Wondering what you can do to make this the best possible school year for yourself and your child (to say nothing of your child’s teacher, too)? We’ve got a roundup of practical, parent-proven suggestions to pass along—a straightforward and simple five-step back-to-school plan.
And just in case you're wondering who the "we" is (because I usually write the content on this blog on my own), I teamed up with Kim Peterson to create the content for this special back-to-school parenting guide. Kim is one of the co-creators of the Ontario Special Needs Roadmap. If you're following her on Twitter, you already know what an amazing source of support and information she is for parents who have a child with special needs.
But enough about us! You’re here to pick up some tips on minimizing the stress of back-to-school. Here is our quick-and-easy 5-step plan for making the most of this fun-but-busy time of year. (And, if you'd prefer to listen in on the audio version of this conversation, you'll find it right here via SoundCloud.)
Step One: Get Connected
Connect with your child. Start out by having a back-to-school conversation with your child. Find out what's on his mind as he thinks ahead to the coming school year. What is he looking forward to? Does he have any worries/concerns? Is there anything you could be talking about or working through together?
Connect with his teacher. Make contact with your child’s teacher as soon as possible during the school year—sooner, if you can swing it. Let her know that you’re eager to work with her to make this a great school year for all concerned. Provide her with a one-page document highlighting strategies that work well with your child and providing her with other need-to-know information upfront. It’s great to be able to make a connection with the teacher and to identify some common ground as early in the school year as possible.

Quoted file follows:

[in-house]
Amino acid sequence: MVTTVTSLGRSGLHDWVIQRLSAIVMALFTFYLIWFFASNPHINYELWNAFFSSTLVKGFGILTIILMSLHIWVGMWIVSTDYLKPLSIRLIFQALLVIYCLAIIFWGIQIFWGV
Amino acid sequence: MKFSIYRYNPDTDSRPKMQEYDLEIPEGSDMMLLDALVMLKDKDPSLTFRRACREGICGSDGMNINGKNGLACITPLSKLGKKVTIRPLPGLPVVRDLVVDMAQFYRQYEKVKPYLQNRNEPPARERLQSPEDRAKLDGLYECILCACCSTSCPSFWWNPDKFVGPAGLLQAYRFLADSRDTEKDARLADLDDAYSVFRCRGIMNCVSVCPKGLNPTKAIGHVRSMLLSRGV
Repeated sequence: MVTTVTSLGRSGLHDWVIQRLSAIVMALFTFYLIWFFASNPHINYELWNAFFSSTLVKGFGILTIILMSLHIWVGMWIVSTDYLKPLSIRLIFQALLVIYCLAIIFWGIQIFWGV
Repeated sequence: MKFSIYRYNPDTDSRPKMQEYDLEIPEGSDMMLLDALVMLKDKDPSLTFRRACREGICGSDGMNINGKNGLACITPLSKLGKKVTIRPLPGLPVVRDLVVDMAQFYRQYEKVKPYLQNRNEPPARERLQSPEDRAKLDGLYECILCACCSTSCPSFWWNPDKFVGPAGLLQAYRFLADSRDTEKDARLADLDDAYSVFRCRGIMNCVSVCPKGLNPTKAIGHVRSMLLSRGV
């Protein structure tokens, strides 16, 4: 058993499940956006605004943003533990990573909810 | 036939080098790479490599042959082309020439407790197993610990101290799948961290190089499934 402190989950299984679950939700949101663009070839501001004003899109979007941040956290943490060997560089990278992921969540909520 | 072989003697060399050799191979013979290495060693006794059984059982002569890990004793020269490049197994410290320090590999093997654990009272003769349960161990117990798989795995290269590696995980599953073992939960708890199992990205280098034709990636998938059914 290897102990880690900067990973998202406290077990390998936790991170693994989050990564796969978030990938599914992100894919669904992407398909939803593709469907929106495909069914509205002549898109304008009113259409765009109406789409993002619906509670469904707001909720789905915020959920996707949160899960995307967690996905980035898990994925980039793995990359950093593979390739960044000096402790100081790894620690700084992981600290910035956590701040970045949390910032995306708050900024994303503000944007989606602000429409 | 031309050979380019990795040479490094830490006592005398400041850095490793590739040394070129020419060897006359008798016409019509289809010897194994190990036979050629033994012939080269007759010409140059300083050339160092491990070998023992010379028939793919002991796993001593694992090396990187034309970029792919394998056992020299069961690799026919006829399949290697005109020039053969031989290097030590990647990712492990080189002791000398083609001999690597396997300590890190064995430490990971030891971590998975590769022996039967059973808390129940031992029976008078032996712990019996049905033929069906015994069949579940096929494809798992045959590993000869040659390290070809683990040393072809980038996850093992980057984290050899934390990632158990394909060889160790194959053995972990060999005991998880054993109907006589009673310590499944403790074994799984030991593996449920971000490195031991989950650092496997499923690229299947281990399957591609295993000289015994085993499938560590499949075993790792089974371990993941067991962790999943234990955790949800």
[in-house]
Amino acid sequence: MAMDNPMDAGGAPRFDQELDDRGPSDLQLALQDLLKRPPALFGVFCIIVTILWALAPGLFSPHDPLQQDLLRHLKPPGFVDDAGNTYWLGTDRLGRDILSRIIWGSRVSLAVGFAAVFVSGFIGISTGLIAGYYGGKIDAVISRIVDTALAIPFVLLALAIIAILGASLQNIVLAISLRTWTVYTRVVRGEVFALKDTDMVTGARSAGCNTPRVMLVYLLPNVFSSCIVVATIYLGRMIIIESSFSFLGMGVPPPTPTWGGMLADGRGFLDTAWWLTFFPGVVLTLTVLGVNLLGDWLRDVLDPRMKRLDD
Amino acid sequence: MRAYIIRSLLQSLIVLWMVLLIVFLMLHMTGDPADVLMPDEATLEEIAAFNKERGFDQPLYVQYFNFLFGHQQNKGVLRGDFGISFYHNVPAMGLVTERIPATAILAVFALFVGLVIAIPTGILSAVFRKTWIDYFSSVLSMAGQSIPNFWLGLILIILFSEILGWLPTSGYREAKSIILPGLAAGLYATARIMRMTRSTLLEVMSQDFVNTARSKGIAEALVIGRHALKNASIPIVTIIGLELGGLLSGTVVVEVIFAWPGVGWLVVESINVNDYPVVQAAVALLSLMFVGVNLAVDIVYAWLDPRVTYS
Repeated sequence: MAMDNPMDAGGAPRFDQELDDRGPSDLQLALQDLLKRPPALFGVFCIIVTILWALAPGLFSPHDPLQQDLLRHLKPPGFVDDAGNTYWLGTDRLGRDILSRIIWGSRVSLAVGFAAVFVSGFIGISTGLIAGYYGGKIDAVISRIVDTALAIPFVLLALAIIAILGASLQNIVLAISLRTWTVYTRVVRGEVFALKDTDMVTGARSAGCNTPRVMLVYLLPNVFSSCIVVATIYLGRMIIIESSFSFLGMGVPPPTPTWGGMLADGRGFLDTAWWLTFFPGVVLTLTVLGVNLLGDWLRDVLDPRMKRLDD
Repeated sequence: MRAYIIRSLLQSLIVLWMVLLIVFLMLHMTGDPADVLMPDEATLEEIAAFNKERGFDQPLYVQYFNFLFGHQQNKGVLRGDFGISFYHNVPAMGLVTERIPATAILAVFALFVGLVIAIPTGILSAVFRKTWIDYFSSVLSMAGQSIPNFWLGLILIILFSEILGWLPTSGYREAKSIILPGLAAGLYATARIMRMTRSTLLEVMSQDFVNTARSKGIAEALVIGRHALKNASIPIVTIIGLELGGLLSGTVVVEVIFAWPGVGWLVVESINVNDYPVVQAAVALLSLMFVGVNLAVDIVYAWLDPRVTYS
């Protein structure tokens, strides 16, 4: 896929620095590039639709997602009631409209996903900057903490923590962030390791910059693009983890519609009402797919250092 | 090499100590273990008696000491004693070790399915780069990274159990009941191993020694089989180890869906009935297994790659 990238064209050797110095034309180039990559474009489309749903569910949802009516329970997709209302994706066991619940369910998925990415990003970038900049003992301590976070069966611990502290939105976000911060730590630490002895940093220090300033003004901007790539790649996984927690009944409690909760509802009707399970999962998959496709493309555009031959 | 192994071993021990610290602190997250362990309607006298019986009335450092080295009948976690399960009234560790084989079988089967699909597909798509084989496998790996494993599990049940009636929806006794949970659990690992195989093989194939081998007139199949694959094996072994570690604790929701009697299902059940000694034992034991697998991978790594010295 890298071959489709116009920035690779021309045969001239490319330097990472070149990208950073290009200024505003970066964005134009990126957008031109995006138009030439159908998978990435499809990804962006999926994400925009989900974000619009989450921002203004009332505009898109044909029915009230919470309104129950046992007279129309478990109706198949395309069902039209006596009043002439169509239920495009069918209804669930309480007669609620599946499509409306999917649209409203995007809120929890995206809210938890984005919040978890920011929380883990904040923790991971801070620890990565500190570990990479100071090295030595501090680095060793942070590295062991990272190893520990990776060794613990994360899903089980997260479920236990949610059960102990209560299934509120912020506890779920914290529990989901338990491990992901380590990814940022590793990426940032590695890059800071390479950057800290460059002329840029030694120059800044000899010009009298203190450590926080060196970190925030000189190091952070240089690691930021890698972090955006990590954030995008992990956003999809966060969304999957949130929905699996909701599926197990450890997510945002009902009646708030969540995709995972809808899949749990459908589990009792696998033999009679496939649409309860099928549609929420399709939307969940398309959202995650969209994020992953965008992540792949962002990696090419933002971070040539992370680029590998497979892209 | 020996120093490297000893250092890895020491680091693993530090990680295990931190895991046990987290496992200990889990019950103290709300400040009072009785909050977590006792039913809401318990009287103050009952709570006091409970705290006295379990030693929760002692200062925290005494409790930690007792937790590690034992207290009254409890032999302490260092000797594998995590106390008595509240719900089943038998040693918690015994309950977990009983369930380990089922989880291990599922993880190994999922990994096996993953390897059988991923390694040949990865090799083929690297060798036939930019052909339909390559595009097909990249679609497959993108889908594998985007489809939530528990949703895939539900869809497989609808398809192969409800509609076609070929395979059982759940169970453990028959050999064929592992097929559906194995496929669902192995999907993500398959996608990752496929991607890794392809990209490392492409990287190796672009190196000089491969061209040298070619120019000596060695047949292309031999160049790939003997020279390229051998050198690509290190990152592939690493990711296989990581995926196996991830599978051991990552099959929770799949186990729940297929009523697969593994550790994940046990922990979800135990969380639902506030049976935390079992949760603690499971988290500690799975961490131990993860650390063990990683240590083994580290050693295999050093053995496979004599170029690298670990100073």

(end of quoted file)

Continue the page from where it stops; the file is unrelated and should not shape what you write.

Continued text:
Connect with your community. If it takes a village to raise a child, it takes a village to support that child’s parent. Tap into some of that support for yourself so that you can continue to be a powerful advocate on behalf of your child. "Build your support circle," says Kim. "Become familiar with your school board’s SEAC (Special Education Advisory Committee), parent council, SERT (Special Education Resource Teacher), principal, teachers, educational assistant, education advocates, doctors, therapists, school parents’ association, and so on." And don't try to carry all this information around in your head. Write it down so that you can access it quickly and easily when you need it.
Step Two: Get Organized
Start out by organizing yourself. Don't leave all your back-to-school preparation to the last minute. That will only add to your stress level. Instead, chip away at the various items on your back-to-school to do list (picking up back-to-school supplies; visiting the school) at a more manageable pace. And be sure to set aside some time to create or update a binder that will allow you to advocate effectively for your child. Be sure to include copies of your child's IEP, treatment plans, communication logs (documenting your various conversations with treatment providers and/or your child's school) as well as a copy of the Ontario Special Needs Roadmap.
Then help your child to get organized, too. Help your child to adjust to the before-school and after-school routines before he is faced with the first day of school. Walk through the routine on a regular basis during the final weeks of summer holidays so that he'll know what to expect when the school year actually begins. Doing this can help to ease the anxiety your child may be experiences as he transitions to something new. "Consider making a visual schedule to hang up on the refrigerator so that everyone in the house is aware," suggests Kim. "You can also create a social story if your child responds to that better." You might also want to set aside time to visit the schoolyard, to allow your child to start to feel familiar with that environment, and/or to reconnect with schoolmates and arrange a few playdates in the lead-up to school.